“The buyout sector, the portfolio’s largest exposure, continues to face significant challenges as it struggles with highly leveraged portfolio companies purchased at the peak of the market in 2007 and 2008,” said the report. “It is anticipated that many of these companies will have to refinance material amounts of debt in a tight credit market if current market conditions persist.”
A CalPERS staff report on private equity last month mentioned “concerns over companies acquired between 2006-2008 at high prices with high leverage.” The report said the private equity portfolio was valued at $24 billion at the end of last September, with $22 billion of unfunded commitments.
The roughly $20 billion of “dry powder,” as a consultant called it, is available for what some think could be rare investment opportunities to “buy low” as the economy recovers from a deep recession.
Some of the biggest CalPERS and CalSTRS losses during the crash were in private equity. But over the long term, the main focus of pension funds, private equity earnings have been above average.
The CalSTRS private equity program lost 9.4 percent in the year ending last Sept. 30, but still has average annual earnings of 8.4 percent over the last decade, said a Pension Consulting Alliance report prepared for a board meeting next month.
The market value of the CalSTRS private equity investment was $16.5 billion, with 71 percent of the value in leveraged buyouts. The report said large private equity firms had trouble borrowing for buyouts last year.
“The lack of leverage is believed to have hit the largest firms the hardest as investors have greater concerns about how funds will operate in the market environment going forward,” said the report. “In addition, debt loads (and pending maturities) of existing portfolio companies are causing concerns for how a firm’s most recent fund will perform.”
The big private equity firms have a number of separate funds. The biggest CalPERS private equity investment, $3 billion, is in Leon Black’s Apollo Management funds. The biggest CalSTRS investment, $2.4 billion, is in TPG Capitol funds.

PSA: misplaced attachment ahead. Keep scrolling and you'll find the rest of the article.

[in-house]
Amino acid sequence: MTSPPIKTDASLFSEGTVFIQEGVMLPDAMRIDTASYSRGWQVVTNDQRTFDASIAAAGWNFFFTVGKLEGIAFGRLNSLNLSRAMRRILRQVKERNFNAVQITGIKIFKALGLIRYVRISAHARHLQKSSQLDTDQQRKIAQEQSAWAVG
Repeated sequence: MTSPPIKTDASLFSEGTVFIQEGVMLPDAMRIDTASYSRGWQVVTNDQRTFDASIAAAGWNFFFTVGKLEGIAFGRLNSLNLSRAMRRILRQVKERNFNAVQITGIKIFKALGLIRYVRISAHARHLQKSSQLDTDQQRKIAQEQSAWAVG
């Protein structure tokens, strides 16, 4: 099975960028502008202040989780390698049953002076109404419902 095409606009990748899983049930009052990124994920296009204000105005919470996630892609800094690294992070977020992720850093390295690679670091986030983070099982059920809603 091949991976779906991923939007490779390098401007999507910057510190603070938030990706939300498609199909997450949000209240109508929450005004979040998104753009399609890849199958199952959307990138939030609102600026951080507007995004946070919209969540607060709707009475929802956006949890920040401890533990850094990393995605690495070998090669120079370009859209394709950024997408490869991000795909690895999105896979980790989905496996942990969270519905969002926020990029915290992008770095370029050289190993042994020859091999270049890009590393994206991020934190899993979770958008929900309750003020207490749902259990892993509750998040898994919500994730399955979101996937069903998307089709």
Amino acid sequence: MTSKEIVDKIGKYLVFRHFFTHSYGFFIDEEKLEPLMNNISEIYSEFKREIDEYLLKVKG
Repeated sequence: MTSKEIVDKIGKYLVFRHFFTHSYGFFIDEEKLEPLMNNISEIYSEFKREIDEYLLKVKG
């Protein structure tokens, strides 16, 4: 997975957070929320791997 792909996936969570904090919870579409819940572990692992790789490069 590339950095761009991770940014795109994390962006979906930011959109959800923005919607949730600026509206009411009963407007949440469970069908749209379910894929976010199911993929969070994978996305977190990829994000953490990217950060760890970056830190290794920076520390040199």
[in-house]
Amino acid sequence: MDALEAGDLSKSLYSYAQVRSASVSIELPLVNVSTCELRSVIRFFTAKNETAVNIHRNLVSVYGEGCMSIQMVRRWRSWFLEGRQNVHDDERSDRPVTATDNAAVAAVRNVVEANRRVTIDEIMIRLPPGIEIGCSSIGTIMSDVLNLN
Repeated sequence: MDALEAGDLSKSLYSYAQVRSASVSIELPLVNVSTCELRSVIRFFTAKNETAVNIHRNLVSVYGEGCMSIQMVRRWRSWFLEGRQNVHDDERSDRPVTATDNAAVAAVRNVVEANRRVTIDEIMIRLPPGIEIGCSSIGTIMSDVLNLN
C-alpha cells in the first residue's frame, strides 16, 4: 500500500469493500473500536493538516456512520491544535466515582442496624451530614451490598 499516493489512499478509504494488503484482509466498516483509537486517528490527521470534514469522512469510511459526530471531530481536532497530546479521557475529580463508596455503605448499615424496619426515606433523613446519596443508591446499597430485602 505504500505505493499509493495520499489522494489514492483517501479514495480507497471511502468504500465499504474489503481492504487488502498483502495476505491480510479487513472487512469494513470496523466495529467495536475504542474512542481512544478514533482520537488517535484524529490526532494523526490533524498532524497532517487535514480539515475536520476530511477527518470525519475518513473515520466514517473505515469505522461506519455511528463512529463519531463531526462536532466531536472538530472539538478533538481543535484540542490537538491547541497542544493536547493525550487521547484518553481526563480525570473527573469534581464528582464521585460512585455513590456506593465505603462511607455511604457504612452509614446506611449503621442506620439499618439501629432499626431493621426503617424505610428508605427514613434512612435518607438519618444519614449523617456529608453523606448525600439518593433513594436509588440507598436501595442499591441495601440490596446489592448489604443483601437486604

As the pension funds plan to put more money into private equity, a columnist writing in the Wall Street Journal last week, Brett Arends, gave individual investors five reasons for not investing in private equity funds.
He said Apollo and Kohlberg Kravis Roberts are planning to join Blackstone and Fortress in selling shares to the public. In the past, he said, private equity investments were only available to wealthy individuals and institutions.
Arends said insiders willing to sell are unlikely to be expecting large profits, Wall Street firms give most of the money to star employees, and private equity follows boom-bust cycles and is hard to understand.
More importantly, he said, private equity firms did well in the 1980s and 1990s because they were few, did not have a lot of money to invest, and had their pick of the deals. Now the field is too crowded.
“A flood of cash has poured into private-equity funds in recent years,” said Arends. “And regardless of what the hype or consensus may tell you, that means returns are unlikely to come anywhere near what they were in the past. The laws of supply and demand are not complex.”
Reporter Ed Mendel covered the Capitol in Sacramento for nearly three decades, most recently for the San Diego Union-Tribune. More stories are at http://calpensions.com/ Posted 30 Mar 10